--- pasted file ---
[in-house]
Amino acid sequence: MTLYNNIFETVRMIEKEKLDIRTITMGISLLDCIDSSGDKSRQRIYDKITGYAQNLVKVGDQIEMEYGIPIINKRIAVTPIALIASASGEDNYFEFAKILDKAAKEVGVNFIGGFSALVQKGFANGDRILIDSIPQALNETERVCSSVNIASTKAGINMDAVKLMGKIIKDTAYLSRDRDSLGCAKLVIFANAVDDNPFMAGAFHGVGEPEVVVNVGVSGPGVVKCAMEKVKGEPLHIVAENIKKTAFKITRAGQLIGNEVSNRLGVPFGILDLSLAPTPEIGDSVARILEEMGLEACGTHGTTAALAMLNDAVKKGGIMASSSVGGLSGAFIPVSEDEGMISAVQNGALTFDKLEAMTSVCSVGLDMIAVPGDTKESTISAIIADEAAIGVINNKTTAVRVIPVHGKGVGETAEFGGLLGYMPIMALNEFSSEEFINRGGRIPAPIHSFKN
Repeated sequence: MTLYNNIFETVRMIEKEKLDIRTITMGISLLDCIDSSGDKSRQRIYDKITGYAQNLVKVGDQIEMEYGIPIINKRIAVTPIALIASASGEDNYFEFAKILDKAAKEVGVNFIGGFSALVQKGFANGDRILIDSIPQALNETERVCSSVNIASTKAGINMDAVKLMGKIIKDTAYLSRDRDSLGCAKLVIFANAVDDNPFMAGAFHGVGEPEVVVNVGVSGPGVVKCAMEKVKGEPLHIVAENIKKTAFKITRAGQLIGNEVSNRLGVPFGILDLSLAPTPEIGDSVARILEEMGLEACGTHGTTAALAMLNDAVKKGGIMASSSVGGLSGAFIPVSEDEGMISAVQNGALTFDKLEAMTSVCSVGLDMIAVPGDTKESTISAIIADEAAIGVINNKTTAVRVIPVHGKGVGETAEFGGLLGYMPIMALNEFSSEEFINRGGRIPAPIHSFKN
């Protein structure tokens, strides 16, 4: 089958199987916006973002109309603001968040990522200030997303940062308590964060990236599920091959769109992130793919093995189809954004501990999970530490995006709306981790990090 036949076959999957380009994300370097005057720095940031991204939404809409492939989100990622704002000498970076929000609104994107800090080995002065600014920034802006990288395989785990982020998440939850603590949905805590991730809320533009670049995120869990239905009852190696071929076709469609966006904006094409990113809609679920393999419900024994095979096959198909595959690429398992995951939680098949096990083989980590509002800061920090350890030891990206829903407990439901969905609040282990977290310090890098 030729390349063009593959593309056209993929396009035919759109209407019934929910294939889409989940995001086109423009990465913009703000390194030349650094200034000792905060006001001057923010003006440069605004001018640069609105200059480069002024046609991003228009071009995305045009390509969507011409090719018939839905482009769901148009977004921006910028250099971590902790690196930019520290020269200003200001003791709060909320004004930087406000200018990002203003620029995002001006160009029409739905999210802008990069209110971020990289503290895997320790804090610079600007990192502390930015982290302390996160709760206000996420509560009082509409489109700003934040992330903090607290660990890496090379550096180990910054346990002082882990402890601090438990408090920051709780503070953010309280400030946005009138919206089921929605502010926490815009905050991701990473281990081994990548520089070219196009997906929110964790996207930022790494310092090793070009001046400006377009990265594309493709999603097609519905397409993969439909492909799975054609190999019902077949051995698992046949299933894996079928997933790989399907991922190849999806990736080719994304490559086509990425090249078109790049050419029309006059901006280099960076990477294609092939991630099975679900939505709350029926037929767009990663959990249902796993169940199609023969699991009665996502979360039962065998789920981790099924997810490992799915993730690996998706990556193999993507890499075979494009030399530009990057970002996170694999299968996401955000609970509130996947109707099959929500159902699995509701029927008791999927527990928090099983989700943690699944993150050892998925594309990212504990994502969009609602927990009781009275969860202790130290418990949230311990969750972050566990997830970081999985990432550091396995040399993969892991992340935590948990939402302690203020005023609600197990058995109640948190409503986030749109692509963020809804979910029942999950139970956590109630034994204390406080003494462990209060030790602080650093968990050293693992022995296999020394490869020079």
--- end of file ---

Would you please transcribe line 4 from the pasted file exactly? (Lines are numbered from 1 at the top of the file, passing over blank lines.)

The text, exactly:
């Protein structure tokens, strides 16, 4: 089958199987916006973002109309603001968040990522200030997303940062308590964060990236599920091959769109992130793919093995189809954004501990999970530490995006709306981790990090 036949076959999957380009994300370097005057720095940031991204939404809409492939989100990622704002000498970076929000609104994107800090080995002065600014920034802006990288395989785990982020998440939850603590949905805590991730809320533009670049995120869990239905009852190696071929076709469609966006904006094409990113809609679920393999419900024994095979096959198909595959690429398992995951939680098949096990083989980590509002800061920090350890030891990206829903407990439901969905609040282990977290310090890098 030729390349063009593959593309056209993929396009035919759109209407019934929910294939889409989940995001086109423009990465913009703000390194030349650094200034000792905060006001001057923010003006440069605004001018640069609105200059480069002024046609991003228009071009995305045009390509969507011409090719018939839905482009769901148009977004921006910028250099971590902790690196930019520290020269200003200001003791709060909320004004930087406000200018990002203003620029995002001006160009029409739905999210802008990069209110971020990289503290895997320790804090610079600007990192502390930015982290302390996160709760206000996420509560009082509409489109700003934040992330903090607290660990890496090379550096180990910054346990002082882990402890601090438990408090920051709780503070953010309280400030946005009138919206089921929605502010926490815009905050991701990473281990081994990548520089070219196009997906929110964790996207930022790494310092090793070009001046400006377009990265594309493709999603097609519905397409993969439909492909799975054609190999019902077949051995698992046949299933894996079928997933790989399907991922190849999806990736080719994304490559086509990425090249078109790049050419029309006059901006280099960076990477294609092939991630099975679900939505709350029926037929767009990663959990249902796993169940199609023969699991009665996502979360039962065998789920981790099924997810490992799915993730690996998706990556193999993507890499075979494009030399530009990057970002996170694999299968996401955000609970509130996947109707099959929500159902699995509701029927008791999927527990928090099983989700943690699944993150050892998925594309990212504990994502969009609602927990009781009275969860202790130290418990949230311990969750972050566990997830970081999985990432550091396995040399993969892991992340935590948990939402302690203020005023609600197990058995109640948190409503986030749109692509963020809804979910029942999950139970956590109630034994204390406080003494462990209060030790602080650093968990050293693992022995296999020394490869020079």